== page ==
At a Negotiating Impasse? Mediation Can Be A Solution

December 5, 2012

Watching our elected representatives negotiate our financial future, their in-artful and dangerous dance toward the “cliff” makes business managers cringe.  The posturing and clearly unworkable proposals from both sides are made out of fear that their constituencies will perceive them as weak or unfaithful to principles they do not wish to compromise.

As a federal court and FINRA mediator, I know that a participant in settlement negotiations who stands on principle will make it difficult to find an acceptable compromise, especially with a person on the other side of the negotiations with an opposing, and similarly strong stand on principle.

So, how do parties with conflicting principle positions resolve those conflicts?  Almost all of us hope and expect to see our representatives compromise before we reach the “fiscal cliff.”   Certain reassuring experiences I have had in mediating disputes over the years lead me to believe that, unless hell-bent on creating another recession based on adherence to principle, our political representatives will find some areas of compromise shortly before “midnight.”  It is analogous to pre-trial negotiations I have seen time and again.

Rather than leave a determination to a jury, or, in this case, to fate, the belief is that the negotiating parties will compromise.  It is simply too dangerous to do otherwise.  In the commercial setting, the danger is usually that the parties do not know what the trier of fact (the jury, judge or arbitrators) will do.  The danger at trial is that one side will prevail entirely, or, having expended significant resources, that neither side will achieve a result that might be achievable in a negotiated settlement in which the parties determine their own fate by signing on to a solution they themselves craft.  That is why I recommend that parties that appear to have the potential for negotiated resolution utilize mediation at the earliest phase of the dispute, before spending time and money on litigation, even where hard and firm positions have set in.  However, my experience has been that where positions are based more on principle than on simple economics, or where one of the parties (or both) cannot or will not face the true facts, settlement is more readily achieved as the reality of a trial date nears; not unlike the “fiscal cliff.”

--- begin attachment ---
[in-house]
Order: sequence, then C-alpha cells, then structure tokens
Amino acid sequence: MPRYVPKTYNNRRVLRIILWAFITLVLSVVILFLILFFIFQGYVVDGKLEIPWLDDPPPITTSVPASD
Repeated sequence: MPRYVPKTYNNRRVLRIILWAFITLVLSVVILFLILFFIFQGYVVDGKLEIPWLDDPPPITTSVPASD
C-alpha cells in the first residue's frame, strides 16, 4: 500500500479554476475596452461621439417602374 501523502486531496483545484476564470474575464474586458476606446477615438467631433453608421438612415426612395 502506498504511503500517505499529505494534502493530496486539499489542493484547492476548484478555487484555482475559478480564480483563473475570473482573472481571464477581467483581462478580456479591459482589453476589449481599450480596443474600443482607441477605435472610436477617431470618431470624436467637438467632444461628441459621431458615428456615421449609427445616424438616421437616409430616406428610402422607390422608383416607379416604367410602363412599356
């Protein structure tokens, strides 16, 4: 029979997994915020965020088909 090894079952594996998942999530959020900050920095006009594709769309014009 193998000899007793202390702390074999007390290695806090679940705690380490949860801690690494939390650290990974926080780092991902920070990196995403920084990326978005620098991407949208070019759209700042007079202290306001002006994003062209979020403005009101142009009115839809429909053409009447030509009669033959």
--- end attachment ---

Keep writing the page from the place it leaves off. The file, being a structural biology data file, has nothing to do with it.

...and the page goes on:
When serving as mediator, I try to determine if the parties have looked at the relevant facts and law realistically.  If not, that should be the initial focus.  Try to agree on the relevant facts.  If that is not feasible, agree on what each party’s version of the facts is, on what is disputed, and what each party believes to be the evidence that supports its position.  I ask the parties to consider accepting a settlement recommendation that they can live with six months down the road, because they may find that a jury is unsympathetic to their position and they could wind up with a far worse result, having spent significant time and money preparing for and conducting a full trial, with its attendant emotional stress and potential negative result.

As the trial date nears, the fear of leaving one’s fate to disinterested third parties can bring into favor consideration of a compromise proposal and a pragmatic resolution. Statistics show that about 80 percent of claims mediated in the federal courts and at FINRA settle. My experience is that the morning session of a one-day mediation rarely results in resolution, and that after lunch, usually closer to the end of the day, is when compromises are made.  It seems likely that our political representatives recognize this dynamic and will act to avoid our “fiscal cliff,’ as 80 percent of parties in mediated matters in the commercial world are able to do.

If you have any questions about the benefits of mediation, please contact me, Dan Brecher, or the Scarinci Hollenbeck attorney with whom you work.   

Prior to joining Scarinci Hollenbeck, Dan Brecher was the head of the Securities and Investment Banking Department of a 250 lawyer Manhattan firm and ran his own boutique securities and investment banking law firm in Manhattan. Mr. Brecher’s experience ranges from general counsel of New York Stock Exchange and NASD/FINRA member brokerage firms to representing public and private companies in securities offerings and advising institutional and high net worth investors. He is currently Counsel at Scarinci Hollenbeck, Chair of the firm's Investment Banking practice and chief editor of Business Law News.

Leave A Comment